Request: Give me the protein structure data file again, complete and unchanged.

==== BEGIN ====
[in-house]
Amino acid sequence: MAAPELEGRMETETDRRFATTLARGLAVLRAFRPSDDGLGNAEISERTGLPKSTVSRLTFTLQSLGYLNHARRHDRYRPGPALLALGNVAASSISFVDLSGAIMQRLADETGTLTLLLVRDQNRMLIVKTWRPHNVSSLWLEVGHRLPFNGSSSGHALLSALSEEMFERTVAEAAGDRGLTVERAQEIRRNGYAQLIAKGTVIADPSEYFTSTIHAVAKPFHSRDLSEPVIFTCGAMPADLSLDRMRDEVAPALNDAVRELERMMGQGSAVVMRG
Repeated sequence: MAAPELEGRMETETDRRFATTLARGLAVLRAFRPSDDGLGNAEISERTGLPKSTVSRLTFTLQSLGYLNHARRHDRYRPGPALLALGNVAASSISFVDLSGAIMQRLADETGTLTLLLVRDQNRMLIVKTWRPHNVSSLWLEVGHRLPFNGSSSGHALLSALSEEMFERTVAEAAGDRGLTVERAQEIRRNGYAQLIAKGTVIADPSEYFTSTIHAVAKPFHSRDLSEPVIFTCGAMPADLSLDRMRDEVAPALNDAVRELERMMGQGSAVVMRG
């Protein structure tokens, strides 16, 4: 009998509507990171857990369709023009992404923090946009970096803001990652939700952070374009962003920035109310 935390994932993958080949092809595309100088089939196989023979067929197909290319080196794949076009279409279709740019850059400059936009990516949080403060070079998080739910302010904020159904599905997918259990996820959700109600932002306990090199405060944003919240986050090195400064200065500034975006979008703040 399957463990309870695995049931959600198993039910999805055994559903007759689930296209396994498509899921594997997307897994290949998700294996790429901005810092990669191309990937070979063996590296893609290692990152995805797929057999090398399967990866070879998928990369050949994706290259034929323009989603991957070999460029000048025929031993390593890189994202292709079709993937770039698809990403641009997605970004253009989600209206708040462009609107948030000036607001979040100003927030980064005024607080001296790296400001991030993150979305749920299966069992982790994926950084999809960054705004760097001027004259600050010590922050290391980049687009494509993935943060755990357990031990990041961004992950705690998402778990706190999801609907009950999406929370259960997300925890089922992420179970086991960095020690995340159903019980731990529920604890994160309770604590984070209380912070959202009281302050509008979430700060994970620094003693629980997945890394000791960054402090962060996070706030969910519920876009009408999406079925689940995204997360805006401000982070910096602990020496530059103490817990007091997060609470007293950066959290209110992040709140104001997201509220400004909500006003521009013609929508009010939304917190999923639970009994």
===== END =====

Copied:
[in-house]
Amino acid sequence: MAAPELEGRMETETDRRFATTLARGLAVLRAFRPSDDGLGNAEISERTGLPKSTVSRLTFTLQSLGYLNHARRHDRYRPGPALLALGNVAASSISFVDLSGAIMQRLADETGTLTLLLVRDQNRMLIVKTWRPHNVSSLWLEVGHRLPFNGSSSGHALLSALSEEMFERTVAEAAGDRGLTVERAQEIRRNGYAQLIAKGTVIADPSEYFTSTIHAVAKPFHSRDLSEPVIFTCGAMPADLSLDRMRDEVAPALNDAVRELERMMGQGSAVVMRG
Repeated sequence: MAAPELEGRMETETDRRFATTLARGLAVLRAFRPSDDGLGNAEISERTGLPKSTVSRLTFTLQSLGYLNHARRHDRYRPGPALLALGNVAASSISFVDLSGAIMQRLADETGTLTLLLVRDQNRMLIVKTWRPHNVSSLWLEVGHRLPFNGSSSGHALLSALSEEMFERTVAEAAGDRGLTVERAQEIRRNGYAQLIAKGTVIADPSEYFTSTIHAVAKPFHSRDLSEPVIFTCGAMPADLSLDRMRDEVAPALNDAVRELERMMGQGSAVVMRG
């Protein structure tokens, strides 16, 4: 009998509507990171857990369709023009992404923090946009970096803001990652939700952070374009962003920035109310 935390994932993958080949092809595309100088089939196989023979067929197909290319080196794949076009279409279709740019850059400059936009990516949080403060070079998080739910302010904020159904599905997918259990996820959700109600932002306990090199405060944003919240986050090195400064200065500034975006979008703040 399957463990309870695995049931959600198993039910999805055994559903007759689930296209396994498509899921594997997307897994290949998700294996790429901005810092990669191309990937070979063996590296893609290692990152995805797929057999090398399967990866070879998928990369050949994706290259034929323009989603991957070999460029000048025929031993390593890189994202292709079709993937770039698809990403641009997605970004253009989600209206708040462009609107948030000036607001979040100003927030980064005024607080001296790296400001991030993150979305749920299966069992982790994926950084999809960054705004760097001027004259600050010590922050290391980049687009494509993935943060755990357990031990990041961004992950705690998402778990706190999801609907009950999406929370259960997300925890089922992420179970086991960095020690995340159903019980731990529920604890994160309770604590984070209380912070959202009281302050509008979430700060994970620094003693629980997945890394000791960054402090962060996070706030969910519920876009009408999406079925689940995204997360805006401000982070910096602990020496530059103490817990007091997060609470007293950066959290209110992040709140104001997201509220400004909500006003521009013609929508009010939304917190999923639970009994």